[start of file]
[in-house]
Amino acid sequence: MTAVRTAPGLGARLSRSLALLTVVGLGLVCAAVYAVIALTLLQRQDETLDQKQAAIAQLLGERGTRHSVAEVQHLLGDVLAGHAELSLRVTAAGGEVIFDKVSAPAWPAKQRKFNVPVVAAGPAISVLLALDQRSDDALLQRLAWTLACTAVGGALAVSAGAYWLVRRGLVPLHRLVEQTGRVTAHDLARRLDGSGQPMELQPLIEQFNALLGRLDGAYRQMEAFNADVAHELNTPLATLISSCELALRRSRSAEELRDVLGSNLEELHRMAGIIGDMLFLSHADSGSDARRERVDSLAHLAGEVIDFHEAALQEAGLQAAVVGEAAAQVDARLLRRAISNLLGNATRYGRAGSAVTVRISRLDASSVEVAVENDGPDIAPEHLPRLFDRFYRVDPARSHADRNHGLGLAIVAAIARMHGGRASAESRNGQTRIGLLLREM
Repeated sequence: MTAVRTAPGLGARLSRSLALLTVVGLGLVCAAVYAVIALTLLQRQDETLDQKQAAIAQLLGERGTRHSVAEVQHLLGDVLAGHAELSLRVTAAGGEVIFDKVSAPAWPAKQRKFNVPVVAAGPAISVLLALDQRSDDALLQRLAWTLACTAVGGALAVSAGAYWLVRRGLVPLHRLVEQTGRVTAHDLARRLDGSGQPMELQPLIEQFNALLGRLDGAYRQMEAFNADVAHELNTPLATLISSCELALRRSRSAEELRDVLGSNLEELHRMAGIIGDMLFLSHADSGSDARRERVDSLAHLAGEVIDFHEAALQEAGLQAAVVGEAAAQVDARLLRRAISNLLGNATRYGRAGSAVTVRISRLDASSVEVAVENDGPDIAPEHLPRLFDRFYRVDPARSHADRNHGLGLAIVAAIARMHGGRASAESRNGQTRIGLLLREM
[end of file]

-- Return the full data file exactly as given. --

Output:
[in-house]
Amino acid sequence: MTAVRTAPGLGARLSRSLALLTVVGLGLVCAAVYAVIALTLLQRQDETLDQKQAAIAQLLGERGTRHSVAEVQHLLGDVLAGHAELSLRVTAAGGEVIFDKVSAPAWPAKQRKFNVPVVAAGPAISVLLALDQRSDDALLQRLAWTLACTAVGGALAVSAGAYWLVRRGLVPLHRLVEQTGRVTAHDLARRLDGSGQPMELQPLIEQFNALLGRLDGAYRQMEAFNADVAHELNTPLATLISSCELALRRSRSAEELRDVLGSNLEELHRMAGIIGDMLFLSHADSGSDARRERVDSLAHLAGEVIDFHEAALQEAGLQAAVVGEAAAQVDARLLRRAISNLLGNATRYGRAGSAVTVRISRLDASSVEVAVENDGPDIAPEHLPRLFDRFYRVDPARSHADRNHGLGLAIVAAIARMHGGRASAESRNGQTRIGLLLREM
Repeated sequence: MTAVRTAPGLGARLSRSLALLTVVGLGLVCAAVYAVIALTLLQRQDETLDQKQAAIAQLLGERGTRHSVAEVQHLLGDVLAGHAELSLRVTAAGGEVIFDKVSAPAWPAKQRKFNVPVVAAGPAISVLLALDQRSDDALLQRLAWTLACTAVGGALAVSAGAYWLVRRGLVPLHRLVEQTGRVTAHDLARRLDGSGQPMELQPLIEQFNALLGRLDGAYRQMEAFNADVAHELNTPLATLISSCELALRRSRSAEELRDVLGSNLEELHRMAGIIGDMLFLSHADSGSDARRERVDSLAHLAGEVIDFHEAALQEAGLQAAVVGEAAAQVDARLLRRAISNLLGNATRYGRAGSAVTVRISRLDASSVEVAVENDGPDIAPEHLPRLFDRFYRVDPARSHADRNHGLGLAIVAAIARMHGGRASAESRNGQTRIGLLLREM